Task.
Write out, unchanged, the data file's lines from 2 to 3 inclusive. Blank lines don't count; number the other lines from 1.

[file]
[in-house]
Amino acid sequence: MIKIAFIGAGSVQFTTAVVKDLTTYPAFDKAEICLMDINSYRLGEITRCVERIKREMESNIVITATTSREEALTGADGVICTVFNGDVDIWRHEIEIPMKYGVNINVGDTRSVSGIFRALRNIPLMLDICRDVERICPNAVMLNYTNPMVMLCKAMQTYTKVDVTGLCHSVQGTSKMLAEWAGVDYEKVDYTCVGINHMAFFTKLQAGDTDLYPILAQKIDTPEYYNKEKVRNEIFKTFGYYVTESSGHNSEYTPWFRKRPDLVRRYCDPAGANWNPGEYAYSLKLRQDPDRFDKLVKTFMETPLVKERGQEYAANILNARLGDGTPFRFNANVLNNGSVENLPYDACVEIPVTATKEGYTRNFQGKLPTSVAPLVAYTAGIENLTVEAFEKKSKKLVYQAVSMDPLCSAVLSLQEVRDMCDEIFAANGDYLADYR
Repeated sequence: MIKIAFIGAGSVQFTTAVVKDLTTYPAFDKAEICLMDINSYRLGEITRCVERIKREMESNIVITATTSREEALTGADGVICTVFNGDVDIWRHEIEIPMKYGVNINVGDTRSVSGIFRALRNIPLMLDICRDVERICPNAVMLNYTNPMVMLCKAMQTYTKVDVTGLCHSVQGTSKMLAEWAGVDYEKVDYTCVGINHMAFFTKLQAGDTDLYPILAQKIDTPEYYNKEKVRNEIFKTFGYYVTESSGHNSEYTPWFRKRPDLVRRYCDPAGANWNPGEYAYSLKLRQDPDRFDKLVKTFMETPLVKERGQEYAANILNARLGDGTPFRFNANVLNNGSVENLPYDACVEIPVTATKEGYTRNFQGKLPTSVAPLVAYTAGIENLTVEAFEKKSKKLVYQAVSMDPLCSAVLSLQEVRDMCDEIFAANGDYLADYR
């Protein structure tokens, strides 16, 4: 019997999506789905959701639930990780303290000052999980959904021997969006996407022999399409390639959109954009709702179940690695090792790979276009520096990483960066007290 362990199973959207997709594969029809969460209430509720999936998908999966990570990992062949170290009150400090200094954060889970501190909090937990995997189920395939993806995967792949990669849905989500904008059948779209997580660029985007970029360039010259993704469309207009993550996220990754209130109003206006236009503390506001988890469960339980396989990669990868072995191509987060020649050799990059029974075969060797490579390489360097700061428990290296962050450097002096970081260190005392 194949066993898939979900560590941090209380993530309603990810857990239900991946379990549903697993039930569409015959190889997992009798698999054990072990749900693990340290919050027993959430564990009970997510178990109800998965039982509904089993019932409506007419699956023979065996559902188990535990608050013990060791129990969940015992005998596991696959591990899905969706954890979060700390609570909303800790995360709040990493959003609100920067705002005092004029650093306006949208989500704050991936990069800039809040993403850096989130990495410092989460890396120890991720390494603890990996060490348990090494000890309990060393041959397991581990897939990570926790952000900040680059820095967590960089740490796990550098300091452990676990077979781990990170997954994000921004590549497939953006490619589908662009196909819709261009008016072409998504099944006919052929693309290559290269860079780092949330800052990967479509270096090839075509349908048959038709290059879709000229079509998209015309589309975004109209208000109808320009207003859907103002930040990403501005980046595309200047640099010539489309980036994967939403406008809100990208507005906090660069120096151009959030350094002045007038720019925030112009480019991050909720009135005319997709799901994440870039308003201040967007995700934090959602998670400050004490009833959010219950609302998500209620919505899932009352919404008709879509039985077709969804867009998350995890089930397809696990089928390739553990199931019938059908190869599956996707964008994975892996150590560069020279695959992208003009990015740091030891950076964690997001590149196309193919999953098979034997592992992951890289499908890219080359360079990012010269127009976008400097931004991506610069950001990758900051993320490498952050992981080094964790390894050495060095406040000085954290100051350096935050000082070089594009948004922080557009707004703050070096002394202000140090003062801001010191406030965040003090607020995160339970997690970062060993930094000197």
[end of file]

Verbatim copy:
Amino acid sequence: MIKIAFIGAGSVQFTTAVVKDLTTYPAFDKAEICLMDINSYRLGEITRCVERIKREMESNIVITATTSREEALTGADGVICTVFNGDVDIWRHEIEIPMKYGVNINVGDTRSVSGIFRALRNIPLMLDICRDVERICPNAVMLNYTNPMVMLCKAMQTYTKVDVTGLCHSVQGTSKMLAEWAGVDYEKVDYTCVGINHMAFFTKLQAGDTDLYPILAQKIDTPEYYNKEKVRNEIFKTFGYYVTESSGHNSEYTPWFRKRPDLVRRYCDPAGANWNPGEYAYSLKLRQDPDRFDKLVKTFMETPLVKERGQEYAANILNARLGDGTPFRFNANVLNNGSVENLPYDACVEIPVTATKEGYTRNFQGKLPTSVAPLVAYTAGIENLTVEAFEKKSKKLVYQAVSMDPLCSAVLSLQEVRDMCDEIFAANGDYLADYR
Repeated sequence: MIKIAFIGAGSVQFTTAVVKDLTTYPAFDKAEICLMDINSYRLGEITRCVERIKREMESNIVITATTSREEALTGADGVICTVFNGDVDIWRHEIEIPMKYGVNINVGDTRSVSGIFRALRNIPLMLDICRDVERICPNAVMLNYTNPMVMLCKAMQTYTKVDVTGLCHSVQGTSKMLAEWAGVDYEKVDYTCVGINHMAFFTKLQAGDTDLYPILAQKIDTPEYYNKEKVRNEIFKTFGYYVTESSGHNSEYTPWFRKRPDLVRRYCDPAGANWNPGEYAYSLKLRQDPDRFDKLVKTFMETPLVKERGQEYAANILNARLGDGTPFRFNANVLNNGSVENLPYDACVEIPVTATKEGYTRNFQGKLPTSVAPLVAYTAGIENLTVEAFEKKSKKLVYQAVSMDPLCSAVLSLQEVRDMCDEIFAANGDYLADYR